This semester I began using the just-released 8th edition of Dukeminier’s Wills, Trusts, and Estates. Five weeks into the semester, I’m pleased with this latest revision, primarily because some chapters have been reorganized in ways that are much more consistent with how I actually teach the course, which means that the students spend less time hopping between cases. One new note, however, has needled me into reconsidering the 1990 Uniform Probate Code, particularly as amended in 2008.
In the note, the casebook authors describe Stephanie Lester’s 2007 study of more than 120 Australian cases in which the court used the dispensing power, i.e., probated a document which had not been executed in compliance with the formalities because clear and convincing evidence showed that the decedent intended the document to be a will. The casebook authors provide this summary of Lester’s work: “[Lester] concluded that the dispensing power has continued to fare well—with one exception. In a troubling number of cases, the court admitted a document to probate despite evidence that the document was not intended to be a will but for which there was good evidence of whom the decedent wanted to benefit.” (For an American case of the same stripe, see In re Estate of Kuralt, where the court probated as a holographic codicil a letter stating that the ailing Kuralt would have a “lawyer visit the hospital to be sure you inherit the rest of the place in MT.” (emphasis by Kuralt).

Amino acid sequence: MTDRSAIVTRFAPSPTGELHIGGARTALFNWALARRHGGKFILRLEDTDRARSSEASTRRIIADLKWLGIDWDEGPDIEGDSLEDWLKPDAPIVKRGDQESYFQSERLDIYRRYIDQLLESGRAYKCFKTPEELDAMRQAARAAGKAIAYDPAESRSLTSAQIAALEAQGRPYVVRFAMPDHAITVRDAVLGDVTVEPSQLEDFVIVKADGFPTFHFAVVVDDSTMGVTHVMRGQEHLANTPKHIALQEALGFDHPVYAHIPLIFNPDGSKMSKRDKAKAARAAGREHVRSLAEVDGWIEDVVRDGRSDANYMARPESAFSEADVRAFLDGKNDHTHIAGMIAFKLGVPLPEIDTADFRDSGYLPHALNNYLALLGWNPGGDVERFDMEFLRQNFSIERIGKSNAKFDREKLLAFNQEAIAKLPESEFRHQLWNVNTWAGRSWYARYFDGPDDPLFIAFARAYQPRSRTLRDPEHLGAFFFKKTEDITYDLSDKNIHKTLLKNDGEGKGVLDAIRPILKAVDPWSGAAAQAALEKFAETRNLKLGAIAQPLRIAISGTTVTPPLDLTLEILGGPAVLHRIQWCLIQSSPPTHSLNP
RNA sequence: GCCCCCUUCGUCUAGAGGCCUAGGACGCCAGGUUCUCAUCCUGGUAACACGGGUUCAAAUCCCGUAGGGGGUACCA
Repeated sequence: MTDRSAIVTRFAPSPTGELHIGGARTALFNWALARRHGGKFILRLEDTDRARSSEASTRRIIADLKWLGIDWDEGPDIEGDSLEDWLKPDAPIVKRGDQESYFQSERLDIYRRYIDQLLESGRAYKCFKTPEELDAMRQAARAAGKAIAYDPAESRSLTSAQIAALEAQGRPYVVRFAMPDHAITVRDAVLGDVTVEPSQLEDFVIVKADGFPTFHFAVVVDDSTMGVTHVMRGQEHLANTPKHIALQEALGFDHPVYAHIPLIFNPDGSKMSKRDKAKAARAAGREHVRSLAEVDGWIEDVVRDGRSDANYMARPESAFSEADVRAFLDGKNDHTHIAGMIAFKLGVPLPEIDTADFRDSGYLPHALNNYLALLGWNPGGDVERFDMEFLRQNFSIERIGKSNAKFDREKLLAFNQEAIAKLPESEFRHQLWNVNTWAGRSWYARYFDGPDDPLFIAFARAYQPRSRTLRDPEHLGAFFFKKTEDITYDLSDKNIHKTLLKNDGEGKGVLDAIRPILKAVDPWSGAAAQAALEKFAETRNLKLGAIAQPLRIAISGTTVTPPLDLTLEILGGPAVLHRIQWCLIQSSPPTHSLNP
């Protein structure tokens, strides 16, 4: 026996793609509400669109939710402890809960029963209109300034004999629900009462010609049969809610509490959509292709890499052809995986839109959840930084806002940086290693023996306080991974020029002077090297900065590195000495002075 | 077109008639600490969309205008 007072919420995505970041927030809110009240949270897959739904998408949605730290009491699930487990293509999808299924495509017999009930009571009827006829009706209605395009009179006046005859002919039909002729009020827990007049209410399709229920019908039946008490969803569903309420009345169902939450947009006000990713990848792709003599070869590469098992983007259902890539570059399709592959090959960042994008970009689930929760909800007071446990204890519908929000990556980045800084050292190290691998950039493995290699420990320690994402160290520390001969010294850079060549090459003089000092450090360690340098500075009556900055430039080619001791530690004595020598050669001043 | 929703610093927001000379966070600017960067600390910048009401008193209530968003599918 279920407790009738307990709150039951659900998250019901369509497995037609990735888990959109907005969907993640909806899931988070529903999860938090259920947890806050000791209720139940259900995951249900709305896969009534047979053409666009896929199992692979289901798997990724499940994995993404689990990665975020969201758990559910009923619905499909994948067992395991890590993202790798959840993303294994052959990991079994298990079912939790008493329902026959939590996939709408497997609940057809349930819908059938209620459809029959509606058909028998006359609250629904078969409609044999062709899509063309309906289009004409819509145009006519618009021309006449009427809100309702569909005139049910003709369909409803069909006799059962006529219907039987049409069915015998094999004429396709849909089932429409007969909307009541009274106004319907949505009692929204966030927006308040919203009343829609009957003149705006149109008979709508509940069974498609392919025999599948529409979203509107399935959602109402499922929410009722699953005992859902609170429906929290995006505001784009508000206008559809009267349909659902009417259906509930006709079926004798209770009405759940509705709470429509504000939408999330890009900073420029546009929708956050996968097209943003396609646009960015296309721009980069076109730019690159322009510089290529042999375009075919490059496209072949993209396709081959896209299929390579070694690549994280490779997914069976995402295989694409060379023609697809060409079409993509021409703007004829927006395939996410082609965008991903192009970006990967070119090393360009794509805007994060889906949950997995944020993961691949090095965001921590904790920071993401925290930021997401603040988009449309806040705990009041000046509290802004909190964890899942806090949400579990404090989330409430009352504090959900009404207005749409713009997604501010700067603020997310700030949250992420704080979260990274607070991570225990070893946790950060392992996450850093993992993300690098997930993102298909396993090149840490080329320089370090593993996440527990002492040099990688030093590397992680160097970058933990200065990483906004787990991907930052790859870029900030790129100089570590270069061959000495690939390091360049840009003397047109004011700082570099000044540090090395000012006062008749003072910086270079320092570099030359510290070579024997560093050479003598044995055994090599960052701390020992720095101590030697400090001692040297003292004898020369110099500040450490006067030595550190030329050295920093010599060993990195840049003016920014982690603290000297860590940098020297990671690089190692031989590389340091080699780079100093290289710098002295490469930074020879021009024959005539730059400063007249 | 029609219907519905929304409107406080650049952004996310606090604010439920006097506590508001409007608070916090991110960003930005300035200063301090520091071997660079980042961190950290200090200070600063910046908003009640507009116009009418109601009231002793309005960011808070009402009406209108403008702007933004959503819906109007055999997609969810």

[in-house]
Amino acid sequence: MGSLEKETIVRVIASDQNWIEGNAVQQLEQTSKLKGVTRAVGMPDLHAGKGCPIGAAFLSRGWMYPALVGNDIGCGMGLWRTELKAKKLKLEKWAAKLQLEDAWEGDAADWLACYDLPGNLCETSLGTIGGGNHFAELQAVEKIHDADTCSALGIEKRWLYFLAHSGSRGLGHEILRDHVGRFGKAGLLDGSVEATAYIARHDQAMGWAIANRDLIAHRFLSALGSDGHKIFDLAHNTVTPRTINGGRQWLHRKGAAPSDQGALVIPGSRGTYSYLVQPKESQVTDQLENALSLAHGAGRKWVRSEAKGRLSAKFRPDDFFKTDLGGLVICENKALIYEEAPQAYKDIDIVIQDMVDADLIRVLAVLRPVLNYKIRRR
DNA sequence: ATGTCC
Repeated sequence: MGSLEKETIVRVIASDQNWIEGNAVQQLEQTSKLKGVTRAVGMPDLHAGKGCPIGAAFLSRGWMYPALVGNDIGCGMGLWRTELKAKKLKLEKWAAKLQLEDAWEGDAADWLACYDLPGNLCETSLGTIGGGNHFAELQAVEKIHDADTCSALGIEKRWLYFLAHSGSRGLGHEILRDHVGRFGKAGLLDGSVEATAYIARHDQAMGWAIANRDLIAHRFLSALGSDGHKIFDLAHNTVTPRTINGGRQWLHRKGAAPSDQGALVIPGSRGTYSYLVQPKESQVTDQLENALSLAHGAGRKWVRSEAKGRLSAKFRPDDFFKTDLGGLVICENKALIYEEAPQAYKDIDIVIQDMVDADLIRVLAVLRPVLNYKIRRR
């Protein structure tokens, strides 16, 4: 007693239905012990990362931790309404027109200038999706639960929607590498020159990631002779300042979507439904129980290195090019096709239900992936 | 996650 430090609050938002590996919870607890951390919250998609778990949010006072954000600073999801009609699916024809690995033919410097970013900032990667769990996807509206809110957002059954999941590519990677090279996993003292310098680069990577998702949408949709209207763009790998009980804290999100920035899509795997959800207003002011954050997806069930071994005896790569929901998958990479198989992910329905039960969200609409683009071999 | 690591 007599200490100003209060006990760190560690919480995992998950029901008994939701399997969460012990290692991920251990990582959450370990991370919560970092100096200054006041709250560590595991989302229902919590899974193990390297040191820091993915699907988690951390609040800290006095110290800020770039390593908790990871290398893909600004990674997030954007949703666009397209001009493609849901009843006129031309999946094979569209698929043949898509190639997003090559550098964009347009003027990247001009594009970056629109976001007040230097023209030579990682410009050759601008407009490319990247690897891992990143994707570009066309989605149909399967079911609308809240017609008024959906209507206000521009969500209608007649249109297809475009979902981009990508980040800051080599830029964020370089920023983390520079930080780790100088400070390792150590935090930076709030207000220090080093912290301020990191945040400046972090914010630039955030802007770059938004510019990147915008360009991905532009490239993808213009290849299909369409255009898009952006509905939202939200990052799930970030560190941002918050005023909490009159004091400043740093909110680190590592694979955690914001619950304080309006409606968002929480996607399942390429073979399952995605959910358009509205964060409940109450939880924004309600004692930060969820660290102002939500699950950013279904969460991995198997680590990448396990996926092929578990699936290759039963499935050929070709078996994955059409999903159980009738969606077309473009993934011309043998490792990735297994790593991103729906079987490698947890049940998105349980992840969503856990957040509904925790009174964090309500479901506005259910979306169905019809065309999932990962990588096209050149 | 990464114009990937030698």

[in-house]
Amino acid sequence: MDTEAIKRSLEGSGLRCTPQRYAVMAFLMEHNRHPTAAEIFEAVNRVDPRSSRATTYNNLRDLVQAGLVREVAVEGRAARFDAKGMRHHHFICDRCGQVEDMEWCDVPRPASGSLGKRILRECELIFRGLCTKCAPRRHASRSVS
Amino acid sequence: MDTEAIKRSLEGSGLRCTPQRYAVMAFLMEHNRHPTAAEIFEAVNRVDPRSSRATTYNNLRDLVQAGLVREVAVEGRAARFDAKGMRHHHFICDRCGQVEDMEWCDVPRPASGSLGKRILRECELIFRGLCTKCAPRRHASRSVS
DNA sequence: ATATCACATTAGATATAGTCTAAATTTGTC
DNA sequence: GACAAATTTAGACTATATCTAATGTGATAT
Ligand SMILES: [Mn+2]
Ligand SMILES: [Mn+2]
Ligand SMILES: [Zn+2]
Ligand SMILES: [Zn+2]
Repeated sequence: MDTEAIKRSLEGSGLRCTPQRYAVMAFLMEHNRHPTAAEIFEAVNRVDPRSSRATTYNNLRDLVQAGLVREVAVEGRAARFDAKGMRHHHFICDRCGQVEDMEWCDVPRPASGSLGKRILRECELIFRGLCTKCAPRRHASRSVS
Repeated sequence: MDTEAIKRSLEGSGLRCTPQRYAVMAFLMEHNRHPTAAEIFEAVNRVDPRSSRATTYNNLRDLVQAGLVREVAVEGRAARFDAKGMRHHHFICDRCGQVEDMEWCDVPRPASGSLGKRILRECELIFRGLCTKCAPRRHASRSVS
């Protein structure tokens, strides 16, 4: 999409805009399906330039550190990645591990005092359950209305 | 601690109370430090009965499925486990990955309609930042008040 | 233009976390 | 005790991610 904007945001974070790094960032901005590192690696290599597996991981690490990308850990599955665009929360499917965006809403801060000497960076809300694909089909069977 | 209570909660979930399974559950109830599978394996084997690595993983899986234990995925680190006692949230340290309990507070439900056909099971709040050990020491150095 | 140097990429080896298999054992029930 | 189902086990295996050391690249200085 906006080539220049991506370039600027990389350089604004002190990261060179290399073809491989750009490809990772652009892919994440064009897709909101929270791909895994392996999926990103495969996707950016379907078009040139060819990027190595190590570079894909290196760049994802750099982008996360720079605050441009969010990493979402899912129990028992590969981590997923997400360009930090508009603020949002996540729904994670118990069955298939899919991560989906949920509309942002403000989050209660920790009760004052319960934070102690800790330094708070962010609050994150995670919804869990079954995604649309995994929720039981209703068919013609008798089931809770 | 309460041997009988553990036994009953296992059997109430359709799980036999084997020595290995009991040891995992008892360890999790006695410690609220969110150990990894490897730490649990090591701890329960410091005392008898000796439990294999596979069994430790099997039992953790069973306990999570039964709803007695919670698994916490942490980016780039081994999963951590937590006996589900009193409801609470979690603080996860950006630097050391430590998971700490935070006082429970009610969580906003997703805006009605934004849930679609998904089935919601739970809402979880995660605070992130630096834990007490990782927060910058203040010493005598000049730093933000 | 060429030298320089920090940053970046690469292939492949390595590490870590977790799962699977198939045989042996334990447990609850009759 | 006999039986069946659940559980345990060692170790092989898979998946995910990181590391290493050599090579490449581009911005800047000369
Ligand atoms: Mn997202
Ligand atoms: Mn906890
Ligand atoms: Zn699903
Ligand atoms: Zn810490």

My reaction to this trend is twofold: (1) if it is troubling, it’s not surprising, and (2) is it really troubling? Read More